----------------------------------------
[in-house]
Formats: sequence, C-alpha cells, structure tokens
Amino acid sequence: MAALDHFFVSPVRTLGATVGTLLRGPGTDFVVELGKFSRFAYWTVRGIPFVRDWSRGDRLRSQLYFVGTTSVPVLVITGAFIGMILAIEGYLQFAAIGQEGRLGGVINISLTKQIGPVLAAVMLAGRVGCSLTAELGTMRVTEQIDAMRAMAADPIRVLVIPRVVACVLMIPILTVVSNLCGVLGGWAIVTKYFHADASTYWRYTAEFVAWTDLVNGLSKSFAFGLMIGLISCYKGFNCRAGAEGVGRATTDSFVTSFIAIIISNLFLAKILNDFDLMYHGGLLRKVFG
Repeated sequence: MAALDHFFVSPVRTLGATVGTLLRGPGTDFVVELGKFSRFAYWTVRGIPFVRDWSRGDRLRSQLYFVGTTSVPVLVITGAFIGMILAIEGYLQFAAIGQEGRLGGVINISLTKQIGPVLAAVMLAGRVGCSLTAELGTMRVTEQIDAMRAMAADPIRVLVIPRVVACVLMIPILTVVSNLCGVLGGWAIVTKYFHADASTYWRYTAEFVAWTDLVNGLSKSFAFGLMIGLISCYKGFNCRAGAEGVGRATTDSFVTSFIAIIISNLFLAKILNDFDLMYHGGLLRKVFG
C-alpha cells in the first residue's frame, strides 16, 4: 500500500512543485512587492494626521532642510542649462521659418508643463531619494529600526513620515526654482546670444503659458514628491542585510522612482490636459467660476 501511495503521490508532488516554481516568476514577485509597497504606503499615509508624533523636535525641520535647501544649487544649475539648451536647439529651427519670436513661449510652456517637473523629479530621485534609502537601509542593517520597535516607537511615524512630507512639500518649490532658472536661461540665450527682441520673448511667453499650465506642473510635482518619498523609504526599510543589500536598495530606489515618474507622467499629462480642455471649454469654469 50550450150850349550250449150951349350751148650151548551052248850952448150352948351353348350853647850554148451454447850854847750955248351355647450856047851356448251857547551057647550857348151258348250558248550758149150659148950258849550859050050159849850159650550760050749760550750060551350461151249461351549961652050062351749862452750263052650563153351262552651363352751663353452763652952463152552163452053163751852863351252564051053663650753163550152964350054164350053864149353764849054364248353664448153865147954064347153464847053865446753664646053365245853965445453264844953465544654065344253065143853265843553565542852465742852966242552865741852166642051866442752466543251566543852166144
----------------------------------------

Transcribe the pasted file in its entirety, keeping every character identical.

[in-house]
Formats: sequence, C-alpha cells, structure tokens
Amino acid sequence: MAALDHFFVSPVRTLGATVGTLLRGPGTDFVVELGKFSRFAYWTVRGIPFVRDWSRGDRLRSQLYFVGTTSVPVLVITGAFIGMILAIEGYLQFAAIGQEGRLGGVINISLTKQIGPVLAAVMLAGRVGCSLTAELGTMRVTEQIDAMRAMAADPIRVLVIPRVVACVLMIPILTVVSNLCGVLGGWAIVTKYFHADASTYWRYTAEFVAWTDLVNGLSKSFAFGLMIGLISCYKGFNCRAGAEGVGRATTDSFVTSFIAIIISNLFLAKILNDFDLMYHGGLLRKVFG
Repeated sequence: MAALDHFFVSPVRTLGATVGTLLRGPGTDFVVELGKFSRFAYWTVRGIPFVRDWSRGDRLRSQLYFVGTTSVPVLVITGAFIGMILAIEGYLQFAAIGQEGRLGGVINISLTKQIGPVLAAVMLAGRVGCSLTAELGTMRVTEQIDAMRAMAADPIRVLVIPRVVACVLMIPILTVVSNLCGVLGGWAIVTKYFHADASTYWRYTAEFVAWTDLVNGLSKSFAFGLMIGLISCYKGFNCRAGAEGVGRATTDSFVTSFIAIIISNLFLAKILNDFDLMYHGGLLRKVFG
C-alpha cells in the first residue's frame, strides 16, 4: 500500500512543485512587492494626521532642510542649462521659418508643463531619494529600526513620515526654482546670444503659458514628491542585510522612482490636459467660476 501511495503521490508532488516554481516568476514577485509597497504606503499615509508624533523636535525641520535647501544649487544649475539648451536647439529651427519670436513661449510652456517637473523629479530621485534609502537601509542593517520597535516607537511615524512630507512639500518649490532658472536661461540665450527682441520673448511667453499650465506642473510635482518619498523609504526599510543589500536598495530606489515618474507622467499629462480642455471649454469654469 50550450150850349550250449150951349350751148650151548551052248850952448150352948351353348350853647850554148451454447850854847750955248351355647450856047851356448251857547551057647550857348151258348250558248550758149150659148950258849550859050050159849850159650550760050749760550750060551350461151249461351549961652050062351749862452750263052650563153351262552651363352751663353452763652952463152552163452053163751852863351252564051053663650753163550152964350054164350053864149353764849054364248353664448153865147954064347153464847053865446753664646053365245853965445453264844953465544654065344253065143853265843553565542852465742852966242552865741852166642051866442752466543251566543852166144